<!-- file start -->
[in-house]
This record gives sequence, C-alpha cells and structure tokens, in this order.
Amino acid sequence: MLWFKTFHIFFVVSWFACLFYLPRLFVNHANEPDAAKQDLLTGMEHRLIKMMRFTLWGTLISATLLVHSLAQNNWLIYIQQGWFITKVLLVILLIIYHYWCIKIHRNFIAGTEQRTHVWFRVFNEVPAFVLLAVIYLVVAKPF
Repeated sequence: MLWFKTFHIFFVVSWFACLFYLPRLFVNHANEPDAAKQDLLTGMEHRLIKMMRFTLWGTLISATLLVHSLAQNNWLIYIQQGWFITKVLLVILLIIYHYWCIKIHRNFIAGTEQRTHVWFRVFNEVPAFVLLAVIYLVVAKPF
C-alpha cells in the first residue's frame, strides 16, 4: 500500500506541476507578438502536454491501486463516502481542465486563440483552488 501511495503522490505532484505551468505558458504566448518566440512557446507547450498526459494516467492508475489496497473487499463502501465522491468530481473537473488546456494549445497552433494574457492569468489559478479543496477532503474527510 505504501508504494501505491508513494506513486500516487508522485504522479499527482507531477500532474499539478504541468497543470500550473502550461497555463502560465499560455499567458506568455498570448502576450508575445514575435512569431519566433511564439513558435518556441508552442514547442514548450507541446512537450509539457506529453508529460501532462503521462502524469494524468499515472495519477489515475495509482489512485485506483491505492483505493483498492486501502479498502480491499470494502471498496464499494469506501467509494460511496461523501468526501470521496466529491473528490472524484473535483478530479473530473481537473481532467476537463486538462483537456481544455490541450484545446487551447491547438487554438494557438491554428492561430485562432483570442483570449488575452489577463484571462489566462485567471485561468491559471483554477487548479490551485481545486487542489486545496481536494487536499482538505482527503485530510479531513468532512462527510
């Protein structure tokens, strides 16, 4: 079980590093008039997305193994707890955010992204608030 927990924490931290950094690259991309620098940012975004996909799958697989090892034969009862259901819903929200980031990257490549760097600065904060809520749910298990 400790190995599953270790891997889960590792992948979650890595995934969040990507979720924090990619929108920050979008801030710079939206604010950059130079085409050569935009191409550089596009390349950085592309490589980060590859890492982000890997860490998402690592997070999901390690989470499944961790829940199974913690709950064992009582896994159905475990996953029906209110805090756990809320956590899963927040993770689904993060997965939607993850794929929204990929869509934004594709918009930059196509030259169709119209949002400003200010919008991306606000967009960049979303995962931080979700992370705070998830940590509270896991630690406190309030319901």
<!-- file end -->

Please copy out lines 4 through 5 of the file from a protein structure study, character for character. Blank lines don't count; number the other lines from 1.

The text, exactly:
Repeated sequence: MLWFKTFHIFFVVSWFACLFYLPRLFVNHANEPDAAKQDLLTGMEHRLIKMMRFTLWGTLISATLLVHSLAQNNWLIYIQQGWFITKVLLVILLIIYHYWCIKIHRNFIAGTEQRTHVWFRVFNEVPAFVLLAVIYLVVAKPF
C-alpha cells in the first residue's frame, strides 16, 4: 500500500506541476507578438502536454491501486463516502481542465486563440483552488 501511495503522490505532484505551468505558458504566448518566440512557446507547450498526459494516467492508475489496497473487499463502501465522491468530481473537473488546456494549445497552433494574457492569468489559478479543496477532503474527510 505504501508504494501505491508513494506513486500516487508522485504522479499527482507531477500532474499539478504541468497543470500550473502550461497555463502560465499560455499567458506568455498570448502576450508575445514575435512569431519566433511564439513558435518556441508552442514547442514548450507541446512537450509539457506529453508529460501532462503521462502524469494524468499515472495519477489515475495509482489512485485506483491505492483505493483498492486501502479498502480491499470494502471498496464499494469506501467509494460511496461523501468526501470521496466529491473528490472524484473535483478530479473530473481537473481532467476537463486538462483537456481544455490541450484545446487551447491547438487554438494557438491554428492561430485562432483570442483570449488575452489577463484571462489566462485567471485561468491559471483554477487548479490551485481545486487542489486545496481536494487536499482538505482527503485530510479531513468532512462527510